Similar to the predistortion embodiment of FIG. 1, in order to derive feed-forward correction coefficients that are stored and iteratively updated in RAM 230, the (complex) output signal generated by RF power amplifier 68 is extracted from output path 69 via a directional coupler 275. The output signal consists of the signal multiplied by a complex distortion vector. The output signal from the RF amplifier 68 as extracted from the output path 69 by directional coupler 275 is coupled to a down-converter 277, wherein the output signal is (quadrature) down-converted to baseband, and then coupled through a filter 280 to an A-D converter 285, wherein the (complex) output signal is digitized.

After being down-converted to baseband, filtered and digitized into a complex sampled quantity Sj*Dj'*Vai, the signal is coupled to a first input 291 of a divider 290. A second input 292 of divider 290 is coupled to the output of a time-aligning delay 210 to which the input signal Si is coupled. As in the predistortion embodiment of FIG. 1, the delay imparted by a delay 209 corresponds to the throughput delay of the direct signal flow path through the RF amplifier 68, and is effective to align the input and output signals to divider 290. Divider 290 is operative to divide the (complex) output signal by the delayed input signal, producing a complex distortion vector Dj'*Vai, which is coupled via an output 293 to the first input 201 of a substraction unit 200. (It may be noted that the output of divider 290 is effectively the inverse of the output of the divider 90 in the predistortion embodiment of FIG. 1, described above.)

Subtraction unit 200 has a second input 202 to which a complex alignment vector Vai is applied. The output 203 of subtractor 200 is representative of the difference Vai(1-Dj') between the complex alignment vector Vai and the complex distortion vector Dj'*Vai produced by divider 290, and corresponds to the amount of a residual error voltage required for the feed-forward weight. This difference value Vai(1-Dj') is coupled to a first input 211 of a multiplier 210. A second input 212 of multiplier 210 is coupled to receive a complex output alignment vector Vao. Complex output alignment vector Vao is effective to align the output of the RF error amplifier 270 with the output of the main RF amplifier 68 in amplitude and phase, in order to eliminate clipping in the waveform at the output of RF amplifier 68. Each of alignment vectors Vai and Vao may be derived by means of conventional phase and amplitude alignment circuitry, not shown. From its output 213, multiplier 210 produces a product which is the complex feed-forward correction weight for a given power level and thermal condition.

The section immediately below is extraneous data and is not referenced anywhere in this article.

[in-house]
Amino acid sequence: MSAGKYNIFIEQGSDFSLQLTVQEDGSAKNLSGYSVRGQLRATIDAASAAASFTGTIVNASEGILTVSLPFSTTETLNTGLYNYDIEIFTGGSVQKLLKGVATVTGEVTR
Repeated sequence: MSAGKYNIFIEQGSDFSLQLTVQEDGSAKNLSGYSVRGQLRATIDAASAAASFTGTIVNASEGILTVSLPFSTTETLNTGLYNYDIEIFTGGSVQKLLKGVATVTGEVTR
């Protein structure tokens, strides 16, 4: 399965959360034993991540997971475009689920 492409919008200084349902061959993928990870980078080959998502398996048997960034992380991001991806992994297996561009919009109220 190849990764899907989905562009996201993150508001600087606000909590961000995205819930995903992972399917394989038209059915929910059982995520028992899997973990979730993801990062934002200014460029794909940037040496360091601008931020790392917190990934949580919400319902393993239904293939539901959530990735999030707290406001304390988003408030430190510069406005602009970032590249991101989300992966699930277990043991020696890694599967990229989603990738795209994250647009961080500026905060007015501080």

As in the predistortion embodiment of FIG. 1, in order to control the rate of adaptation, the output 213 of multiplier 210 is filtered in a loop filter 214, which may be implemented as a linear (FIR) filter. Filter 214 combines the delayed feed-forward correction value from a delay circuit 215, coupled to the output 233 of RAM 230, with the feed-forward correction estimate produced by multiplier 210. The filtered feed-forward weight estimate is then coupled to a write data port 234 of RAM 230.

The operation of the feed-forward embodiment of FIG. 2 is similar to that of the predistortion embodiment of FIG. 1, described above, but operates independently of the predistortion embodiment. Namely, as a respective feed-forward weight is read out of the RAM 230, it is multiplied with the baseband signal Si in multiplier 240 to produce a feed-forward correction signal. This feed-forward correction signal is then converted into analog format, filtered and up-converted to RF and amplified for application to the auxiliary error amplifier 68. Again, for a given power level of the input signal Si, over time the respective feed-forward correction weights will be incrementally updated and replaced in the look-up table RAM 230, so that the weights stored in memory will successively adapt for variations in parameters (e.g., temperature and age) of the main RF amplifier 68.

FIG. 3 diagrammatically illustrates a combined predistortion and feed-forward correction signal processing architecture, containing a predistortion signal processing stage 300 and a feed-forward signal processing stages 400, which are respectively implemented in the manner described above with reference to FIGS. 1 and 2. Namely, the digitized (complex) baseband input signal Si that has been processed through input filter 13 and DAC 15 is supplied to an address generator 20. Address generator read-out and write-in addresses for weight/coefficient memories 30 and 230 in stages 300 and 400 respectively, in the manner described above. The predistortion signal generated by predistortion stage 300 is coupled to the input of main RF amplifier 68, while the feed-forward correction signal produced by feed-forward correction signal stage 400 is amplified in auxiliary error amplifier 270 and injected via directional coupler 268 into the output path 69 of RF amplifier 68.

As will be appreciated from the foregoing description, the present invention takes advantage of the speed and memory capacity of digital signal processors to perform predistortion and feed-forward correction signal processing in the digital domain, where a very precise representation of an RF power amplifier non-linear transfer function can be modelled and iteratively adjusted so as to compensate for AM to AM and AM to PM distortion, as well as short term thermal heating effects due to RF input power.

While I have shown and described several embodiments in accordance with the present invention, it is to be understood that the same is not limited thereto but is susceptible to numerous changes and modifications as known to a person skilled in the art, and I therefore do not wish to be limited to the details shown and described herein but intend to cover all such changes and modifications as are obvious to one of ordinary skill in the art.

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Classifications
U.S. Classification330/149, 375/297, 330/151
International ClassificationH04L27/20, H04L27/36, H04B7/005, H03F1/32, H03F1/26
Cooperative ClassificationH03F2201/3233, H03F1/3247, H03F1/3223, H03F1/3229
European ClassificationH03F1/32P2, H03F1/32F2, H03F1/32F